As shown in FIGS. 2-6, each roller 14 comprises an annular tread, cylindrical roller member 14a rotatively journaled on special antifriction roller bearings 14b and 14c, with the latter spaced lengthwise on the cantilevered support shaft 16 and, in effect, respectively supporting and being supported by inboard and outboard end portions of member 14a. Antifriction bearing 14b supporting the inner end of tread member 14a adjacent beam web 10a comprises coaxial annular inner and outer bearing ring members 14b1 14b2 respectively. These interengage by way of spherical contact surfaces permitting one to rock or tilt relative to the other. The inner bearing ring member 14b1 is fixed on the round projecting end portion 16a of shaft 16. Between tread member 14a and the outer bearing ring member 14b2 is a captive annular series of bearing rollers 14b3 held in circumferentially spaced relationship around the periphery of bearing ring member 14b2 and captured within opposing matching annular grooves in tread member 14a and the outer periphery of bearing ring member 14b2, as best illustrated in FIG. 4. These serve to provide antifriction support for tread member 14a on shaft 16 by way of the rocker bearing ring combination 14b1 and 14b2; also to maintain the cooperating parts fixed lengthwise of the shaft.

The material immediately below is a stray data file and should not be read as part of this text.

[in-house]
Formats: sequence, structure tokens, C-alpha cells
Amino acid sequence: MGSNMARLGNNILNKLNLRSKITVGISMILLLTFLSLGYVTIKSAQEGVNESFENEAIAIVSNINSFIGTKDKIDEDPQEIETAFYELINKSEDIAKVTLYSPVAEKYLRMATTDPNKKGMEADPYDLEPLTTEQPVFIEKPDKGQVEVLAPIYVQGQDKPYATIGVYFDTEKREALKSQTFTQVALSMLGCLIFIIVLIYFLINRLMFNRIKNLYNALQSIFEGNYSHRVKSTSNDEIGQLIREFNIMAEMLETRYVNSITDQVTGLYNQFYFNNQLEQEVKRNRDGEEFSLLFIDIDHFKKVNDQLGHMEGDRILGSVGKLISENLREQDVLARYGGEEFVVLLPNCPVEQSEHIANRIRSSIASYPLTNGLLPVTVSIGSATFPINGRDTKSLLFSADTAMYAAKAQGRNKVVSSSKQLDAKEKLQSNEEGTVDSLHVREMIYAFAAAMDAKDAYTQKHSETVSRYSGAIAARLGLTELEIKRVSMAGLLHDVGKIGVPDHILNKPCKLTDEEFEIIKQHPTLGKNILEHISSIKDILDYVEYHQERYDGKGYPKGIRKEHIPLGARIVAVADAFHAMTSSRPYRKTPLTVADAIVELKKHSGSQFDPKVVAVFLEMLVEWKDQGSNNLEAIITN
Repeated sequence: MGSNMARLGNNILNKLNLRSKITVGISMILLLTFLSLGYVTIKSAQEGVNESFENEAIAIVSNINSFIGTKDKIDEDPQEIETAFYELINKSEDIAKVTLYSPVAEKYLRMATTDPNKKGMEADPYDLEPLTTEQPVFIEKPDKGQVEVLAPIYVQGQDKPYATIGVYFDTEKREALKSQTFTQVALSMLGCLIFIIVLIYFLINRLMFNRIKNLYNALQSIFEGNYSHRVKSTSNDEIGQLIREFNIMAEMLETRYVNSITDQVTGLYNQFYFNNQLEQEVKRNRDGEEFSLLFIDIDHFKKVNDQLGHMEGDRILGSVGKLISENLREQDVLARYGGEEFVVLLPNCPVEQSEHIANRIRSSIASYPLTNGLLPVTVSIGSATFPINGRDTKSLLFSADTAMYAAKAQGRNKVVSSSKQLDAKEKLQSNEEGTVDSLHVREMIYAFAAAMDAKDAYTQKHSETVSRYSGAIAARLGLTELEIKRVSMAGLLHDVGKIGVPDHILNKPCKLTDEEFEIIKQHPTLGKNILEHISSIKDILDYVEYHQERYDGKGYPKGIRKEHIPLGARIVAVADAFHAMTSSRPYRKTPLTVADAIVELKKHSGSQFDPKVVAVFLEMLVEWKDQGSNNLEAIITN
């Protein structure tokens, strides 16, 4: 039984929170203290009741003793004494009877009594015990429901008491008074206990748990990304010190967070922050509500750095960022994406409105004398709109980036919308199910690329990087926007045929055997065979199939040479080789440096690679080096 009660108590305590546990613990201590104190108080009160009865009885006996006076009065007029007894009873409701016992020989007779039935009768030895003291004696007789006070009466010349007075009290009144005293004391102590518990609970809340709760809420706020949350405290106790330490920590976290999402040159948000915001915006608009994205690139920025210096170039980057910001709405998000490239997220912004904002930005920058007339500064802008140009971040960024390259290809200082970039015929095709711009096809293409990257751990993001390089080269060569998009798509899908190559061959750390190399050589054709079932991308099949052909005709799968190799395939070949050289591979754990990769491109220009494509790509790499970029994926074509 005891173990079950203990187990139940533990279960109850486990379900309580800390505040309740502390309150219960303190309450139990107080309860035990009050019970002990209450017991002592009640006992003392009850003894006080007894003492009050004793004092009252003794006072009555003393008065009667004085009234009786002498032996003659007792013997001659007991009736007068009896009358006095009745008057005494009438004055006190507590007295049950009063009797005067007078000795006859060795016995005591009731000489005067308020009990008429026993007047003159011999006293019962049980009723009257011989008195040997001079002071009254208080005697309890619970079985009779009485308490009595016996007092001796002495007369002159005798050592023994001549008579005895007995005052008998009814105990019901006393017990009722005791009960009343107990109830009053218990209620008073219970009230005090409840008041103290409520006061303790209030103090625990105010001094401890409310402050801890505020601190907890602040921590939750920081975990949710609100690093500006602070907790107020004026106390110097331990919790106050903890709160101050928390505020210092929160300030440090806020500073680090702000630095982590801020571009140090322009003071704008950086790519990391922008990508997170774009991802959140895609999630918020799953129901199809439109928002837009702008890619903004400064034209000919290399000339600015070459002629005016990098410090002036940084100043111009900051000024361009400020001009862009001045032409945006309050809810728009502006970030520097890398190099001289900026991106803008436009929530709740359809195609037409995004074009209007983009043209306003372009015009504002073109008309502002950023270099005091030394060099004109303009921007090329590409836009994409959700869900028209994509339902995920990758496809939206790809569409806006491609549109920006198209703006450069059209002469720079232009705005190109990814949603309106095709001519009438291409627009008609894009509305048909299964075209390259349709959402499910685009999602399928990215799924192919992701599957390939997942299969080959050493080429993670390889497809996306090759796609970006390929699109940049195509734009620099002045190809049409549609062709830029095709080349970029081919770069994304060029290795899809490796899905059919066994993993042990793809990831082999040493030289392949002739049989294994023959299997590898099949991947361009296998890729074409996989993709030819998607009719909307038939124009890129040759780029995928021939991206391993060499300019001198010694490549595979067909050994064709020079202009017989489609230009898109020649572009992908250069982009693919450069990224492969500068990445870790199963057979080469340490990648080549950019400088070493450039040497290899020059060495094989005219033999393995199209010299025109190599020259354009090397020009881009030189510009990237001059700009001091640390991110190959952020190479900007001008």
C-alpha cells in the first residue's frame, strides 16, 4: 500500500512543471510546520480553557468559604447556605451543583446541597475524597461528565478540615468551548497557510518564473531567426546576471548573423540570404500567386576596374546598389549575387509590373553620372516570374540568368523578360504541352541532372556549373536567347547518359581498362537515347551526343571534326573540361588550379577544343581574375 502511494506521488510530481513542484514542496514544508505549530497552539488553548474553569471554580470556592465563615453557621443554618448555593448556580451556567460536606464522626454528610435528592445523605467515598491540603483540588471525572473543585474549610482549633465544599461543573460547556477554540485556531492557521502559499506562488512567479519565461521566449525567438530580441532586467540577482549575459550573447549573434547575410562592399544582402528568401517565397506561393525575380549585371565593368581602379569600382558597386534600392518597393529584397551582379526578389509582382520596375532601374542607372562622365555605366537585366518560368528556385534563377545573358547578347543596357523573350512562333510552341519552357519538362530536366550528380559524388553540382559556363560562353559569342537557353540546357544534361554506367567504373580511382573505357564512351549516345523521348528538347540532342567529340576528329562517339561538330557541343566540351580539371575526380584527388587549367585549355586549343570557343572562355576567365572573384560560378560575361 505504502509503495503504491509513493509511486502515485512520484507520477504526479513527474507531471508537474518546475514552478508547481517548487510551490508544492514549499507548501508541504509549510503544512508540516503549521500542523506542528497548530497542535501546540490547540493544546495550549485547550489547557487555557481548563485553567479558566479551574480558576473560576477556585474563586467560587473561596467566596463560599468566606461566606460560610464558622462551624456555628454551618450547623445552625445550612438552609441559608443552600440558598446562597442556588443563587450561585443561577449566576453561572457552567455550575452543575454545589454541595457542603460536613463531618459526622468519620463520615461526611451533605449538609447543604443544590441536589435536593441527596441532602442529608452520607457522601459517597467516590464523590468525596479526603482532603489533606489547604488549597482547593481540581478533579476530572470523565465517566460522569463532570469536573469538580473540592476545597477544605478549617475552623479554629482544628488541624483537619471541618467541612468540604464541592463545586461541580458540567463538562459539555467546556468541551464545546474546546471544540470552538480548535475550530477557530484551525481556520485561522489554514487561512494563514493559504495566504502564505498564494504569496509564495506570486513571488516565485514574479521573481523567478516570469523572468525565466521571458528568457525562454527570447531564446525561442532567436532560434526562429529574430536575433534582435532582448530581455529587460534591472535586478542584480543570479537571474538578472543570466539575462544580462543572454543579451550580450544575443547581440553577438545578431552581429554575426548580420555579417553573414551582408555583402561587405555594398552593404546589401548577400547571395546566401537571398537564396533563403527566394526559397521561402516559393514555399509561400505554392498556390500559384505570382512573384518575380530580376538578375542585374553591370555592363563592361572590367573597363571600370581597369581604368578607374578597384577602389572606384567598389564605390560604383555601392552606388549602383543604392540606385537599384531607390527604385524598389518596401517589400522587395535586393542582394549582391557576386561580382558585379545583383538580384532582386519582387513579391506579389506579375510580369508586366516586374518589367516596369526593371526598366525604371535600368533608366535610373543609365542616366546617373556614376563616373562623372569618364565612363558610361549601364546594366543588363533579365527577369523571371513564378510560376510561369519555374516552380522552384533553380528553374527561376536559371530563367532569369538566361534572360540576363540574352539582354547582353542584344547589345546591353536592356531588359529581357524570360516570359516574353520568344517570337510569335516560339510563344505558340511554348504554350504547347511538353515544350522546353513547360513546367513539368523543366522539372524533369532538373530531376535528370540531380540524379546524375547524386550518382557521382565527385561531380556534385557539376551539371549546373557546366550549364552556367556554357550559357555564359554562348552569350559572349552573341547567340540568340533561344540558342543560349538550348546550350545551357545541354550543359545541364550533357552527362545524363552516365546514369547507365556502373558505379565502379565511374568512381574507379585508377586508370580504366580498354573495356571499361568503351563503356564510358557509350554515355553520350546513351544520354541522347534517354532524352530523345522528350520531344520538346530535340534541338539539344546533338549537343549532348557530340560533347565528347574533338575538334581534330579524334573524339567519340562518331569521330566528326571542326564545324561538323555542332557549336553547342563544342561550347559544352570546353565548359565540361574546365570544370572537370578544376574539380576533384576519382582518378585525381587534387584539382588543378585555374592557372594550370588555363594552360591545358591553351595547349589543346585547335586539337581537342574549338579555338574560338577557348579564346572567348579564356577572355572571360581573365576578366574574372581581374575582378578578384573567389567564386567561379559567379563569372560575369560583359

Antifriction bearing 14c supporting the outer end of tread member 14a remote from beam web 10a comprises a disk-like journal member 14c2 journalling the tread member 14a on captive bearing rollers 14c3 much the same as in the case of bearing 14b. However, there the specific similarity ends. Member 14c2 has a central flat-sided slot 14c4 through it. The correspondingly flat-sided base portion 16a of cantilevered shaft 16 passes slidably but snugly through this slot, as best illustrated in FIG. 3. The transverse upper and lower ends of slot 14c4 are preferably rounded forming with the respective flat top and bottom faces of the shaft portion 16b, chambers which retain nominally round upper and lower vertically compressive tubular spring members 14c6. Under no-load or slight-to-moderate load conditions the tubular spring members 14c6 are balanced under approximately compressional loading. As carriage load increases, and thereby deflects the beam flange 10b downward from the dashed line position illustrated in FIG. 5, the lowermost of the two precompressed tubular spring members 14c6 expands and thereby continues, although with reduced force, to press the outer end of tread member 14a against the flange tread surface. This is permitted by accommodative flattening of the upper of the tubular spring members 14c6. Tilting or rocking of the tread member 14a in the vertical plane of the central axis of shaft 16 accompanies such downward flange deflection under heavy loading and is permitted by the adaptive rocking of the two bearings 14b and 14c. Rocking of bearing 14c is permitted by the action depicted in FIG. 6 wherein the spring tubes are shown to be differentially expandable and compressible from one end to the other, and the sliding engagement between the flat sides of slot 14c4 and of shaft portion 16b permits that kind of relative motion along with pure translational motion perpendicular to the axis of cantilevered shaft 16.